BACKGROUND OF THE STUDY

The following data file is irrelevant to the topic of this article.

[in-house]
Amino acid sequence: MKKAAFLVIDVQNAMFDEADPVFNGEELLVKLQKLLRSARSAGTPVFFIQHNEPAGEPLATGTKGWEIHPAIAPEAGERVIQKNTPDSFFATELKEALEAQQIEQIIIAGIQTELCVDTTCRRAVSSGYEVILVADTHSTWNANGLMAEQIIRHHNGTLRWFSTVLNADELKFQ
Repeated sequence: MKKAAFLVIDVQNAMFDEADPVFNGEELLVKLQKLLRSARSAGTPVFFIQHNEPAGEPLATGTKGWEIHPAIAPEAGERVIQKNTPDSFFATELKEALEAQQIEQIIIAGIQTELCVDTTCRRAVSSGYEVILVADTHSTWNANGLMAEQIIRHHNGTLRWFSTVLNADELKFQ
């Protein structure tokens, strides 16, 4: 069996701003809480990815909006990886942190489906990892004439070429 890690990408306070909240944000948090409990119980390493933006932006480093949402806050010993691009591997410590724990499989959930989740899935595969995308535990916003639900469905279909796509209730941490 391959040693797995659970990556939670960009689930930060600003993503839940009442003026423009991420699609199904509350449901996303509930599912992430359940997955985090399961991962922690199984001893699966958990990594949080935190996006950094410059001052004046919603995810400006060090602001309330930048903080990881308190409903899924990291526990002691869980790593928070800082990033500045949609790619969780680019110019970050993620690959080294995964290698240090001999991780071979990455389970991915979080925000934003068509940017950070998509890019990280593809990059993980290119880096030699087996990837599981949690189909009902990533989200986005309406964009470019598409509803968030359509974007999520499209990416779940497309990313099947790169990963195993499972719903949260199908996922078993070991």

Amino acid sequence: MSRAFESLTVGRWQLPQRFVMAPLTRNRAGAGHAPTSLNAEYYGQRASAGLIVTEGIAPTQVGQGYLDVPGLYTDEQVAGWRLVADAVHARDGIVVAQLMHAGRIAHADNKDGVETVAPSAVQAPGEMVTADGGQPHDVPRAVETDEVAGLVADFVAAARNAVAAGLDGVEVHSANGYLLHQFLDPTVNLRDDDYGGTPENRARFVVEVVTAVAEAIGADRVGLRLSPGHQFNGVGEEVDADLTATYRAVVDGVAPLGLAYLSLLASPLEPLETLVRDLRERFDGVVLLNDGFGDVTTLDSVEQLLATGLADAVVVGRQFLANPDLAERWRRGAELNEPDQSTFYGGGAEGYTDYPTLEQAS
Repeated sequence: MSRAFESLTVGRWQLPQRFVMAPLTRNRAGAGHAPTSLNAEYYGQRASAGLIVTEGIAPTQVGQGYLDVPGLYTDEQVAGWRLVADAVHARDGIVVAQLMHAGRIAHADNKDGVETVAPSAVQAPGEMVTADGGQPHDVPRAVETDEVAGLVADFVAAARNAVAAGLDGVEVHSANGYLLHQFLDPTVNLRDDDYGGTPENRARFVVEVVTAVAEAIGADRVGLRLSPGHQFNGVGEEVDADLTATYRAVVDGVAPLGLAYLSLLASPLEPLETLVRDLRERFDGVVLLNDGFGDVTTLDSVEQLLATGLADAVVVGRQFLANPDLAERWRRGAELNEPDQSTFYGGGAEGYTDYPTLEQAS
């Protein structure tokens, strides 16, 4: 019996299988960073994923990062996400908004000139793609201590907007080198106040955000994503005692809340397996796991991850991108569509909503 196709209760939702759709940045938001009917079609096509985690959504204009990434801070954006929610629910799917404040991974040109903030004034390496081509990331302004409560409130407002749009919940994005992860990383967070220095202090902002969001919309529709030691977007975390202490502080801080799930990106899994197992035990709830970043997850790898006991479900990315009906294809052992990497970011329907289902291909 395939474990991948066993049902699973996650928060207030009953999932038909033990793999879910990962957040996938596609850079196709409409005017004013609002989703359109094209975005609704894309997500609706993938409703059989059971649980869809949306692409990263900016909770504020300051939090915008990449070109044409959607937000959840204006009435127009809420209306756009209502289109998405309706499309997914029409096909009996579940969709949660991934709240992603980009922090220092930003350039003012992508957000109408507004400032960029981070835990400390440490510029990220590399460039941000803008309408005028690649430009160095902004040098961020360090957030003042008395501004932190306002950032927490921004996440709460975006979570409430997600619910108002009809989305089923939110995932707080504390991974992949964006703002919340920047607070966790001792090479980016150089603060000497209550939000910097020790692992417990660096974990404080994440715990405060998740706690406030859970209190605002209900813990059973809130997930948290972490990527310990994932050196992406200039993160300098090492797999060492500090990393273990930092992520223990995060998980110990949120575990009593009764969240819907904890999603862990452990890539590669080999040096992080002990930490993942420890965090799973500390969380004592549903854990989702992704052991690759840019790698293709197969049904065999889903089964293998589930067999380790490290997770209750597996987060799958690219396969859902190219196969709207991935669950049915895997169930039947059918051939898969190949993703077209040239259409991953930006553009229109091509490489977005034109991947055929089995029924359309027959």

Understanding the link between money supply and unemployment has become paramount for economic agents in Nigeria following the country’s economic crisis that started in the last quarter of 2014. It is generally believed that the more liquid money is available in an economy, the more opportunities exist for continued growth. Nevertheless, the recent economic crisis in Nigeria was entwined with dampened output growth despite the relatively stable increase in total monetary liabilities (M2) recorded by the Central Bank of Nigeria (CBN) over the same period. As the crisis persisted, firms cut back on hiring new work force, many consumers lacked income needed to boost economic activities and allow businesses to bounce back, and unemployment rates heightened. According to Nickolas (2015), when business sales and revenues decrease and businesses stop expanding with massive layoffs of workers due to business latency and paucity of job creation, consumers tend to save money, leading to liquidity crunch (tightening of money supply). In other words, lower consumer spending, lower aggregate demand and lower growth rates could be attributed to tightening of money supply. When firms stopped hiring new work force and unemployment rises, ideally, there is need for governments to grow the economy and for central banks to stimulate aggregate demand. The stimulation could be allied to three factors (Kandil, 2014): (i) the elasticity of money demand with respect to change in income, (ii) the elasticity of demand of money with respect to a change in the interest rate, and lastly, (iii) the elasticity of aggregate spending with respect to change in interest rate. When central banks wish to stimulate the economy through increase in the money supply, they do so through appropriate monetary policies that could be used (either singly or in combination). These include: (a) by reducing reserve requirement: so that deposit money banks could be able to loan out more of their deposits and money supply would increase; (b) by reducing interest rates: this would make it cheaper for investors to borrow money, as more borrowing translates to increase in money supply; and (c) by buying government securities in open market operations: this would enable central banks to influence the cost and availability of reserves and bring about desired changes in bank credit and money supply. In principle, increase in money supply is expected to allow more economic activities to occur, and when more economic activities occur, unemployment is expected to decline. In retrospect, the Russian high level unemployment of 2002 was attributed to the 1998 financial crisis and the subsequent tightening of monetary policy (Lakstutiene et al., 2011). Cascio (2016) also opined that monetary shocks influence unemployment significantly but differently across countries in a study on the relationship between monetary policy and unemployment rate in eleven OECD countries. Under the monetary targeting framework of the CBN, the target variable is the growth in money supply and the aim is to achieve a long-term objective of price stability. The Bank watches growth in the monetary aggregates very closely in order to predict the future size of money supply. If the monetary aggregates grow too quickly, inflationary pressures could be triggered and if it does, the Bank raises interest rates to halt growth in money-supply. The Bank uses expansionary monetary policy to increase the total supply of money in the economy rapidly when there is need to stimulate domestic economic activities, or contractionary policy to decrease the total money supply, or increase it slowly, when the rate of growth of money supply is higher than the growth rate of output in the economy. However, most economists believed that in the long run, output is usually fixed, so that any changes in the money supply only cause prices to change, but in the short run, changes in the money supply can affect the actual production of goods and services, given that prices and wages usually do not adjust immediately. This is the salient feature in the link between growth in money supply and unemployment rate in Nigeria. The episodes of rising unemployment have inspired numerous studies in recent times. Most of the studies in the literature showed that money supply has been consistently on the increase while employment seems not to be increasing proportionately, thereby resulting in persistent inflation and rising unemployment rates. Some of the studies focused on the relationship between money supply and economic growth, while others focused on unemployment and economic growth or inflation and economic growth. On the other hand, Akeju and Olanipekun (2014) showed that there is both short- and long-run relationship between unemployment rate and output growth in Nigeria. Orji and Okafor (2015) posited that unemployment is a significant determinant of inflation with a positive relationship between them, suggesting that the proposition on the Phillips curve hypothesis has been invalidated in Nigeria. As the surge in unemployment continues, the concern by policy makers becomes paramount due to the associated socio-economic implications. This paper therefore examines the effect of money supply on unemployment in Nigeria.